Collaborative medication review (CMR) practices for older adults are evolving in many countries. Development has been under way in Finland for over a decade, but no inventory of evolved practices has been conducted. The aim of this study was to identify and describe CMR practices in Finland after 10?years of developement.
An inventory of CMR practices was conducted using a snowballing approach and an open call in the Finnish Medicines Agency's website in 2015. Data were quantitatively analysed using descriptive statistics and qualitatively by inductive thematic content analysis. Clyne et al's medication review typology was applied for evaluating comprehensiveness of the practices.
In total, 43 practices were identified, of which 22 (51%) were designed for older adults in primary care. The majority (n?=?30, 70%) of the practices were clinical CMRs, with 18 (42%) of them being in routine use. A checklist with criteria was used in 19 (44%) of the practices to identify patients with polypharmacy (n?=?6), falls (n?=?5), and renal dysfunction (n =?5) as the most common criteria for CMR. Patients were involved in 32 (74%) of the practices, mostly as a source of information via interview (n?=?27, 63%). A medication care plan was discussed with the patient in 17 practices (40%), and it was established systematically as usual care to all or selected patient groups in 11 (26%) of the practices. All or selected patients' medication lists were reconciled in 15 practices (35%). Nearly half of the practices (n?=?19, 44%) lacked explicit methods for following up effects of medication changes. When reported, the effects were followed up as a routine control (n?=?9, 21%) or in a follow-up appointment (n?=?6, 14%).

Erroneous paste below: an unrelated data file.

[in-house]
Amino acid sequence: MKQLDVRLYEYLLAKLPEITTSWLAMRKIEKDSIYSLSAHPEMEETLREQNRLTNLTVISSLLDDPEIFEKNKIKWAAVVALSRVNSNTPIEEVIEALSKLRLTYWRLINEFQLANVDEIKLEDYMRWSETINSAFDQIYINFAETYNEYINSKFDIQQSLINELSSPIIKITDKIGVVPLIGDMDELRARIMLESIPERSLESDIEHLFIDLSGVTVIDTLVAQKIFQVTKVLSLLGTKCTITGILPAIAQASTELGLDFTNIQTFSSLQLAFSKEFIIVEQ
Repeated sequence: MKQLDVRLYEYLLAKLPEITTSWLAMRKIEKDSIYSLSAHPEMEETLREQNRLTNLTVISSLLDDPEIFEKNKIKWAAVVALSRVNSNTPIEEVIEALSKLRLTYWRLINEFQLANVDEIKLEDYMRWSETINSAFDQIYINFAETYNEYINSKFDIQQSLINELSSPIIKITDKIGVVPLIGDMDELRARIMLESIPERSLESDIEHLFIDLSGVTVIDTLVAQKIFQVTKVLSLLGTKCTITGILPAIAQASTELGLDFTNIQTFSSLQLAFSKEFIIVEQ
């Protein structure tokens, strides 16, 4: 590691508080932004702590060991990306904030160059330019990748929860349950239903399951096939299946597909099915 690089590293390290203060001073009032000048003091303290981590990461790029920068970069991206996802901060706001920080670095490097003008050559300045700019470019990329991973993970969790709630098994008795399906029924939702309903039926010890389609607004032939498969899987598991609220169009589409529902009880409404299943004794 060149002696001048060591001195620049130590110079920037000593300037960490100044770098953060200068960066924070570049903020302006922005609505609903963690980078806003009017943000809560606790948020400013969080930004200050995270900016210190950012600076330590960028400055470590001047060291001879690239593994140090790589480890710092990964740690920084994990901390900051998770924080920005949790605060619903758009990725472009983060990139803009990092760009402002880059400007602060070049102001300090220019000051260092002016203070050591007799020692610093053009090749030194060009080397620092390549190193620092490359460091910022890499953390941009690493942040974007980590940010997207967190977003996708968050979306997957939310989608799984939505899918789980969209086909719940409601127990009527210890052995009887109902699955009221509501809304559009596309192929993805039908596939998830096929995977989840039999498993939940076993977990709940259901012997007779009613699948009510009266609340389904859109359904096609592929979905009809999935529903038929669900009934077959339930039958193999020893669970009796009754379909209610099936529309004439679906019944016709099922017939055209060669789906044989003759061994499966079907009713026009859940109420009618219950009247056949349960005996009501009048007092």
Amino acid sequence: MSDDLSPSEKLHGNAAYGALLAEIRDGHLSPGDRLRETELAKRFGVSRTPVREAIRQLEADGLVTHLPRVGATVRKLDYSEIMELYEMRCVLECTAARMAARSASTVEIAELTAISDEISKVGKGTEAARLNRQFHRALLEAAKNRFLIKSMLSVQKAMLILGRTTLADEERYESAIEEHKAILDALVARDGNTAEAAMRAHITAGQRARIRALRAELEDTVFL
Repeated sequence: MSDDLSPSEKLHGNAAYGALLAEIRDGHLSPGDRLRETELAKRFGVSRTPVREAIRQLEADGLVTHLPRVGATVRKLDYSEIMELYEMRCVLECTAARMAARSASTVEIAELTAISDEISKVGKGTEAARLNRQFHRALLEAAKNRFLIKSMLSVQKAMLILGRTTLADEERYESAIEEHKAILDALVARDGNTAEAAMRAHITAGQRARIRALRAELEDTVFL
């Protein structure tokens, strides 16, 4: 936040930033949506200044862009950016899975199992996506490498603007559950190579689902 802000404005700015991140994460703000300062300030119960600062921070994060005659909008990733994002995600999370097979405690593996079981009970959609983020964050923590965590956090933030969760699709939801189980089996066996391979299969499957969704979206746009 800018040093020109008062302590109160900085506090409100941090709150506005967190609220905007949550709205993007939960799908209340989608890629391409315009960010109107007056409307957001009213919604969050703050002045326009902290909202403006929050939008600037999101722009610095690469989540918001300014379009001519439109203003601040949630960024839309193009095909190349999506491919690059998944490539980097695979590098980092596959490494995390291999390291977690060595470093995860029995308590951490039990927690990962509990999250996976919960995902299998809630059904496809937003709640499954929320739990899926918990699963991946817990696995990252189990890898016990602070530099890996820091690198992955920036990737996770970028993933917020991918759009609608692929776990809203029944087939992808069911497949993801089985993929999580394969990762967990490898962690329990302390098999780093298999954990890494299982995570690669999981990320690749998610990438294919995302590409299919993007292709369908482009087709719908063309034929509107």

Different MRs in varying settings were available and in routine use, the majority being comprehensive CMRs designed for primary outpatient care and for older adults. Even though practices might benefit from national standardization, flexibility in their customization according to context, medical and patient needs, and available resources is important.